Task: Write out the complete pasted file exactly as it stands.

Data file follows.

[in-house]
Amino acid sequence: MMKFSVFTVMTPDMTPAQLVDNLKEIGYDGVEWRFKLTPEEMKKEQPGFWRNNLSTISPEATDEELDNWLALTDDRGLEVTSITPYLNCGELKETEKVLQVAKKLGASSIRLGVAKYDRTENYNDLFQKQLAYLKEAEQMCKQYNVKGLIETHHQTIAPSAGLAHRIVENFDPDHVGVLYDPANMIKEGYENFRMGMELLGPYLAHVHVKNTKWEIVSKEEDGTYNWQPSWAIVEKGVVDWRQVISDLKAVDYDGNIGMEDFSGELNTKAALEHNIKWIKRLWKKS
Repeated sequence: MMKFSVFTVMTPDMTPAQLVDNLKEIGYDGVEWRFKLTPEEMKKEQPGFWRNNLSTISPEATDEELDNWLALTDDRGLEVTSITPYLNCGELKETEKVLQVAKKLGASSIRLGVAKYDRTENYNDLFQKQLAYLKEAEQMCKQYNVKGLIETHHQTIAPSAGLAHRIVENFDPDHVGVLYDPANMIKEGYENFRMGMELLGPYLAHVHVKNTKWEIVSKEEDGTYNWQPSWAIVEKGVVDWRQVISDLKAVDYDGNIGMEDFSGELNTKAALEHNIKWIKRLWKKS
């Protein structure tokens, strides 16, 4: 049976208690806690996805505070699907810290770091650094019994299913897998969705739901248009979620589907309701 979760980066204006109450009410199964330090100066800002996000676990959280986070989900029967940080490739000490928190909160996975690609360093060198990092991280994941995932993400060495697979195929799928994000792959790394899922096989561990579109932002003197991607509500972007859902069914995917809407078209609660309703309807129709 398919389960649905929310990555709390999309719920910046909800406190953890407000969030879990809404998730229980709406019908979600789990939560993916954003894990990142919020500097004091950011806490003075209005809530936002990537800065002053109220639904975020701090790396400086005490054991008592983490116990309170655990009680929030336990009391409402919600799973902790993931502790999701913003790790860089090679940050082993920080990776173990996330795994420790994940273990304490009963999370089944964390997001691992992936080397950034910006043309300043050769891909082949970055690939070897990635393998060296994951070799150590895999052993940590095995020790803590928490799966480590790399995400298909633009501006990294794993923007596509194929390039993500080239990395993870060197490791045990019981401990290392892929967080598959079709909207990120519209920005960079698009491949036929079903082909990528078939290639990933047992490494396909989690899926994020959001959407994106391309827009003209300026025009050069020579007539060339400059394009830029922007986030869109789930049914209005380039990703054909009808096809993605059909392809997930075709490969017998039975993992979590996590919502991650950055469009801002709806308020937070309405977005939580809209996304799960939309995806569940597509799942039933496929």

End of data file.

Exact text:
[in-house]
Amino acid sequence: MMKFSVFTVMTPDMTPAQLVDNLKEIGYDGVEWRFKLTPEEMKKEQPGFWRNNLSTISPEATDEELDNWLALTDDRGLEVTSITPYLNCGELKETEKVLQVAKKLGASSIRLGVAKYDRTENYNDLFQKQLAYLKEAEQMCKQYNVKGLIETHHQTIAPSAGLAHRIVENFDPDHVGVLYDPANMIKEGYENFRMGMELLGPYLAHVHVKNTKWEIVSKEEDGTYNWQPSWAIVEKGVVDWRQVISDLKAVDYDGNIGMEDFSGELNTKAALEHNIKWIKRLWKKS
Repeated sequence: MMKFSVFTVMTPDMTPAQLVDNLKEIGYDGVEWRFKLTPEEMKKEQPGFWRNNLSTISPEATDEELDNWLALTDDRGLEVTSITPYLNCGELKETEKVLQVAKKLGASSIRLGVAKYDRTENYNDLFQKQLAYLKEAEQMCKQYNVKGLIETHHQTIAPSAGLAHRIVENFDPDHVGVLYDPANMIKEGYENFRMGMELLGPYLAHVHVKNTKWEIVSKEEDGTYNWQPSWAIVEKGVVDWRQVISDLKAVDYDGNIGMEDFSGELNTKAALEHNIKWIKRLWKKS
């Protein structure tokens, strides 16, 4: 049976208690806690996805505070699907810290770091650094019994299913897998969705739901248009979620589907309701 979760980066204006109450009410199964330090100066800002996000676990959280986070989900029967940080490739000490928190909160996975690609360093060198990092991280994941995932993400060495697979195929799928994000792959790394899922096989561990579109932002003197991607509500972007859902069914995917809407078209609660309703309807129709 398919389960649905929310990555709390999309719920910046909800406190953890407000969030879990809404998730229980709406019908979600789990939560993916954003894990990142919020500097004091950011806490003075209005809530936002990537800065002053109220639904975020701090790396400086005490054991008592983490116990309170655990009680929030336990009391409402919600799973902790993931502790999701913003790790860089090679940050082993920080990776173990996330795994420790994940273990304490009963999370089944964390997001691992992936080397950034910006043309300043050769891909082949970055690939070897990635393998060296994951070799150590895999052993940590095995020790803590928490799966480590790399995400298909633009501006990294794993923007596509194929390039993500080239990395993870060197490791045990019981401990290392892929967080598959079709909207990120519209920005960079698009491949036929079903082909990528078939290639990933047992490494396909989690899926994020959001959407994106391309827009003209300026025009050069020579007539060339400059394009830029922007986030869109789930049914209005380039990703054909009808096809993605059909392809997930075709490969017998039975993992979590996590919502991650950055469009801002709806308020937070309405977005939580809209996304799960939309995806569940597509799942039933496929």